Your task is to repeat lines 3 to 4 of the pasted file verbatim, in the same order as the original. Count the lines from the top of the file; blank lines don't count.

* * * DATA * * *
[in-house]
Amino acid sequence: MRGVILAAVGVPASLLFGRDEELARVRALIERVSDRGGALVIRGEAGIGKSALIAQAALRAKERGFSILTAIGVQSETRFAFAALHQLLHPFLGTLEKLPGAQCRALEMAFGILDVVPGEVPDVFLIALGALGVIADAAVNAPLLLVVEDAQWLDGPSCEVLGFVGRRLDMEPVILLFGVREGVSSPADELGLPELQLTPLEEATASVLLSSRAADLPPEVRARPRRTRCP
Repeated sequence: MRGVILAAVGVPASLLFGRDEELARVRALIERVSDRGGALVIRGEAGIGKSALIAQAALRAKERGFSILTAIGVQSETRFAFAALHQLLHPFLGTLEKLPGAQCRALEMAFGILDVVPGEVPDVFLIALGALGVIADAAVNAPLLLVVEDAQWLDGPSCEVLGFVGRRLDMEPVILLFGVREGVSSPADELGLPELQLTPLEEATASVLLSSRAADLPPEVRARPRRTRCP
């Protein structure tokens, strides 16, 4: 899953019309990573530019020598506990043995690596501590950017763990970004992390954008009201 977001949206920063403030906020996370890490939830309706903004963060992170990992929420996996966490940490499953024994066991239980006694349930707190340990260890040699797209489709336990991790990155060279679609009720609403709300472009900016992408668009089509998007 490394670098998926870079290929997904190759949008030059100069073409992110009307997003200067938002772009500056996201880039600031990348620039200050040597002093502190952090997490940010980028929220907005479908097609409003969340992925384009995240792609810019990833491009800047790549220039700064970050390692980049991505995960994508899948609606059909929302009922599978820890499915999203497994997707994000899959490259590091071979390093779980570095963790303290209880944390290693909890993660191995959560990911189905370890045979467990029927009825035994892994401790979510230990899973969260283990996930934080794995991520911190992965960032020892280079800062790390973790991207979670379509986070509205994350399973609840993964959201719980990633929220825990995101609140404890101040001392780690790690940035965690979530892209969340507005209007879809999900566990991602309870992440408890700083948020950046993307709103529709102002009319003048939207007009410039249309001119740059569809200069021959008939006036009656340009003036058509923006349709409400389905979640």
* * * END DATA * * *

Repeated sequence: MRGVILAAVGVPASLLFGRDEELARVRALIERVSDRGGALVIRGEAGIGKSALIAQAALRAKERGFSILTAIGVQSETRFAFAALHQLLHPFLGTLEKLPGAQCRALEMAFGILDVVPGEVPDVFLIALGALGVIADAAVNAPLLLVVEDAQWLDGPSCEVLGFVGRRLDMEPVILLFGVREGVSSPADELGLPELQLTPLEEATASVLLSSRAADLPPEVRARPRRTRCP
């Protein structure tokens, strides 16, 4: 899953019309990573530019020598506990043995690596501590950017763990970004992390954008009201 977001949206920063403030906020996370890490939830309706903004963060992170990992929420996996966490940490499953024994066991239980006694349930707190340990260890040699797209489709336990991790990155060279679609009720609403709300472009900016992408668009089509998007 490394670098998926870079290929997904190759949008030059100069073409992110009307997003200067938002772009500056996201880039600031990348620039200050040597002093502190952090997490940010980028929220907005479908097609409003969340992925384009995240792609810019990833491009800047790549220039700064970050390692980049991505995960994508899948609606059909929302009922599978820890499915999203497994997707994000899959490259590091071979390093779980570095963790303290209880944390290693909890993660191995959560990911189905370890045979467990029927009825035994892994401790979510230990899973969260283990996930934080794995991520911190992965960032020892280079800062790390973790991207979670379509986070509205994350399973609840993964959201719980990633929220825990995101609140404890101040001392780690790690940035965690979530892209969340507005209007879809999900566990991602309870992440408890700083948020950046993307709103529709102002009319003048939207007009410039249309001119740059569809200069021959008939006036009656340009003036058509923006349709409400389905979640």